fork oil and valve removal

8 replies to this topic
  • #302

Posted June 02, 2002 - 01:54 PM


When I replace the fork oil in my forks whick oil do I use? According to the manual it says to use "o1" yamaha fork oil. The shop were i buy parts doesn't carry yamaha oils. My question is, if i use Bel-ray of Silkolene they generally come in 3wt,5wt and 7wt. Which one is equivelent to Yamaha "01"?
The reason why i'm touching my fork is to clean and change the oil. There are no problem or leaks. Is it possible to remove the base valve and damper rod without removing the inner from outer tube? The reason why i ask is, i don't want to remove my fork seals because of a lack of a driver. :) :D

  • acarter920

Posted June 02, 2002 - 03:05 PM


All you gotta do is get a couple strong guys, flip the bike upside down, and hang it from the ceiling. Then undo your fork caps and let the oil drain out. After bike is in an upright position again, re-fill. :)

  • jmalkames

Posted June 02, 2002 - 03:14 PM


Yes you can remove the base valve and damper rod without messing with the dust and oul seals. You must have an impact and start by removing the base valve. then remove the top cap and when you pull the cap off the damper rod will come out with it. good luck!!

  • MN_Kevin

Posted June 02, 2002 - 03:18 PM


5 weight is what you want to use. One TT'er claimed Yamaha 01 is 1 weight...absoulutely untrue.

You can pull the forks apart, to a point. You'll need a cartridge rod holding tool, or an impact wrench or some ingenuity.

James Dean gave me this advice:

With the fork leg off the bike, hold upside down on the floor (place padding / rags on the floor to keep from scarring up your fork cap.

Compress the fork. I used a long drift punch, through the axle hole, as a handle for me to [attempt to] compress the fork as best I could.

Using a manual, hand held typical impact wrench (the kind you whack with a hammer) and the proper sized allen head socket, give the allen head bolt on the underside of your fork leg (on the "top" of your now upsidedown forks) a whack.

The compressed fork helps put tension on your cartridge rod to prevent it from spinning when you give it a whack. I had to keep some tension on the fork while I spun the allen bolt all the way out from the cartridge rod.

The forks can be pulled apart at this time, the
(upper AND lower) tubes from the rod.

To tighten the allen bolt back into my reassembled forks, I used an electric impact wrench. Worked like a charm.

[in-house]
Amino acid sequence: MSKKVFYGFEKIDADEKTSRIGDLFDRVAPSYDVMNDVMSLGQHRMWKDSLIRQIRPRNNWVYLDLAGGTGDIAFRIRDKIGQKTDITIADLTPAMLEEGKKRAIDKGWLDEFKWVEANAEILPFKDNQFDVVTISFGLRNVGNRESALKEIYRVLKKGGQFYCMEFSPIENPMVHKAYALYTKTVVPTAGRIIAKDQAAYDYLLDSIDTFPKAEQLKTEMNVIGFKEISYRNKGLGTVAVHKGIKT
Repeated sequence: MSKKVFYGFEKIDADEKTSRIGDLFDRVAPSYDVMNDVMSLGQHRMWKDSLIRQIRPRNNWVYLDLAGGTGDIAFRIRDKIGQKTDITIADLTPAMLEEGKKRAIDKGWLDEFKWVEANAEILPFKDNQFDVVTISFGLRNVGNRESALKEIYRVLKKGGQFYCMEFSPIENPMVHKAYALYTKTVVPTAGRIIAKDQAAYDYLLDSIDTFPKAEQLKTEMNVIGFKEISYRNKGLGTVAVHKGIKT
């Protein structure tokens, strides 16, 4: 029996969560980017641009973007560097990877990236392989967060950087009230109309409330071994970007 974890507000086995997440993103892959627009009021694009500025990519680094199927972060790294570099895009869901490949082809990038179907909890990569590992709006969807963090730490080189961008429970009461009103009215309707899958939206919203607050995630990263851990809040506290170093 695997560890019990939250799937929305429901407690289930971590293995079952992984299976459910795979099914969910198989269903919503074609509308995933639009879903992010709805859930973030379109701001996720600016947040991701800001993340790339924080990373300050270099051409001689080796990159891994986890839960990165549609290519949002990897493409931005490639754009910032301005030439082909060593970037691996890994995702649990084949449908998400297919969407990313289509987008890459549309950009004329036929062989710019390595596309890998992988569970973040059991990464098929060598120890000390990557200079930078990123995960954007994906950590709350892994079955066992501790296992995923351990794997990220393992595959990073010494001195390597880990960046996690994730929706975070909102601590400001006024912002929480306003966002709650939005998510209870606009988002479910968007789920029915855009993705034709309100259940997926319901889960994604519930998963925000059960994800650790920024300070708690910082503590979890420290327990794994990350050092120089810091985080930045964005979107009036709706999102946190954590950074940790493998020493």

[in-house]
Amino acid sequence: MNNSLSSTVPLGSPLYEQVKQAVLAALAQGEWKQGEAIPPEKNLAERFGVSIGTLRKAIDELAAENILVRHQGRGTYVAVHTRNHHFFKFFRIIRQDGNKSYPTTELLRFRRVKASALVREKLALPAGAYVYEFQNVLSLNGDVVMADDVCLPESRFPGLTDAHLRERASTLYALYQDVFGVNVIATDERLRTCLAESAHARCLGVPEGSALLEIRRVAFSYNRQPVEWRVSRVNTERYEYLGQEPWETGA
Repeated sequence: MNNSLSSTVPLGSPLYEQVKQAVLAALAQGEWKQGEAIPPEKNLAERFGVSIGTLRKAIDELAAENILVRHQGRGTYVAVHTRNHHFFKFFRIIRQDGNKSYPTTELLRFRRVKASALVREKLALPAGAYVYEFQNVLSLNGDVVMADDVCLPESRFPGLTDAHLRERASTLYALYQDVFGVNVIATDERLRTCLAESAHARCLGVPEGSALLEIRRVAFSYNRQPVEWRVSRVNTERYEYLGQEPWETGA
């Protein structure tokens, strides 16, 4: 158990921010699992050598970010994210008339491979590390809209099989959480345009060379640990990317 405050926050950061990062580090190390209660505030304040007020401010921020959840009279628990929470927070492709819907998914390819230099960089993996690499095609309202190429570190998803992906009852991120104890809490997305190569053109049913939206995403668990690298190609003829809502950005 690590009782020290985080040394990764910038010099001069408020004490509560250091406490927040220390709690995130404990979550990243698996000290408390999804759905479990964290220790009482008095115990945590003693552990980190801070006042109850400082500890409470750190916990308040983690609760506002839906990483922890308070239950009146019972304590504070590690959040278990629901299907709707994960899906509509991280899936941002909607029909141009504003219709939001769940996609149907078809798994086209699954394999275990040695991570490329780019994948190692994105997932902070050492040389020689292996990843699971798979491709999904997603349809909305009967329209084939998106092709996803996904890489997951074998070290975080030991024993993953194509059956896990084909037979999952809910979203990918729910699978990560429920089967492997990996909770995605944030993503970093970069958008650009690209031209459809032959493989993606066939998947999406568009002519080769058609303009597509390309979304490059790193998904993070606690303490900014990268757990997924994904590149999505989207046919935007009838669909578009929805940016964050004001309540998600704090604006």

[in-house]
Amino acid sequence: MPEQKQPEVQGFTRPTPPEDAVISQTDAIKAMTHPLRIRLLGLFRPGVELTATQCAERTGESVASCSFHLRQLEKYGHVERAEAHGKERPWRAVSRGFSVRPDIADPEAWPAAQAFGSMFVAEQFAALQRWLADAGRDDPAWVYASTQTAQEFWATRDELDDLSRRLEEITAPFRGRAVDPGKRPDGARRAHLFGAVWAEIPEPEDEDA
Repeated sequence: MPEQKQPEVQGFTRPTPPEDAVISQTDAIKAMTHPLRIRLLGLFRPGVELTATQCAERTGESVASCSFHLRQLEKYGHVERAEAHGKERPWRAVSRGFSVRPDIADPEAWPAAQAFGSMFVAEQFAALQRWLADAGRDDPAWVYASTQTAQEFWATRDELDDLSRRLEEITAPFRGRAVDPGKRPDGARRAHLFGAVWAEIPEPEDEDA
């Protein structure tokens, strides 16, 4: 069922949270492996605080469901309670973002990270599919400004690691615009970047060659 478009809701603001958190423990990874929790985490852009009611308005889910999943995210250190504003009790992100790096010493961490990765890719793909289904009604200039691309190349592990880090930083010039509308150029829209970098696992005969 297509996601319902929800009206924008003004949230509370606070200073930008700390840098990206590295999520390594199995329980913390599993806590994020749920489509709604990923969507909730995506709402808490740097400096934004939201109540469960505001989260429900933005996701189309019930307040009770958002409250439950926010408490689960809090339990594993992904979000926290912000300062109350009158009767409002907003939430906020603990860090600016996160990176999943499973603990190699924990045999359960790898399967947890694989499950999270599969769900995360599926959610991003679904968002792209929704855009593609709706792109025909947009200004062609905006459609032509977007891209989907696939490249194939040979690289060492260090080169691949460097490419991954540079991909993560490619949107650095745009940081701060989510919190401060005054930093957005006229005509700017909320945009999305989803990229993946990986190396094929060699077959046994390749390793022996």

When you change the oil, it is IMPORTANT you pump ALL the oil out of your cartridge prior to filling. It will retain ALOT of oil.

When filling w/ oil, be sure to follow your manual about pumping the oil through the fork internals.

My 99 used 500 cc's oil, each leg, to reach the minimum oil level.

Yes, this took two people. One to compress the fork, and the second to use the hand held impact wrench. At the time of disassembly, I DID NOT have the electric impact wrench... :)

Hope this helps! :D

See above posting on the cap, forgot to mention that part... :D

[ June 02, 2002: Message edited by: NH Kevin ]

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  • MN_Kevin

Posted June 02, 2002 - 03:20 PM



[ June 02, 2002: Message edited by: NH Kevin ]

  • skthom2320

Posted June 02, 2002 - 04:38 PM


You can buy a cartridge holder from Scott's Performance for about $35 (Race-tech also makes one but is is like twice as expensive). Or you can go to and learn how to make one yourself.

I had a little trouble finding a 14mm hex locally. I ended up buying one from napa online for about $7. I can get you the part number if you want it.

As for oil, Enzo 01 is about half the cost of the yammie stuff. I think you can get it from

[ June 02, 2002: Message edited by: skthom2320 ]

  • mop

Posted June 02, 2002 - 07:51 PM


YAMAHA 01 fork oil is the same oil as Enzo 01, and either is available from White Bros., or Parts Unlimited, or enzo racing. Or from YAMAHA parts dept.
Regarding fork disassembly, you SHOULD use the proper T-Wrench to hold the cartridge when loosening the base valve. If you use an electric or air impact driver, you must be VERY careful when loosening the base valve, because spinning the base valve/cartridge can loosen the nuts holding on the pistons and valving. If this is done incorrectly, you could wind up with your pistons/valving,etc. stuck up inside the cylinders. ALso excessive spinning can loosen the rebound piston nut as well. You shouldn't use an impact wrench, but if you do, hit it with quick, short bursts, and check the tightness of the base valve nuts after you remove them....

  • #302

Posted June 03, 2002 - 04:06 AM


thanks for your posts guys. I'm going to Sears to see if they have the 14mm hex socket that i'll need.

  • John_Lorenz

Posted June 03, 2002 - 04:11 AM


I believe 01 is = to .5

as far as the cartridge holder goes save 30 bucks go to orchard supply and get the parts you need

look under Tech Articles / A Cheep Cartridge Holder

Believe me it works and it cost 5 bucks and an hrs time.

Would it not be easier to just loop the bike :)
This can be done in the garage, Just hold the throttle wide open, shove it in 1st and dump the clutch.....

[ June 03, 2002: Message edited by: EgoAhole ]

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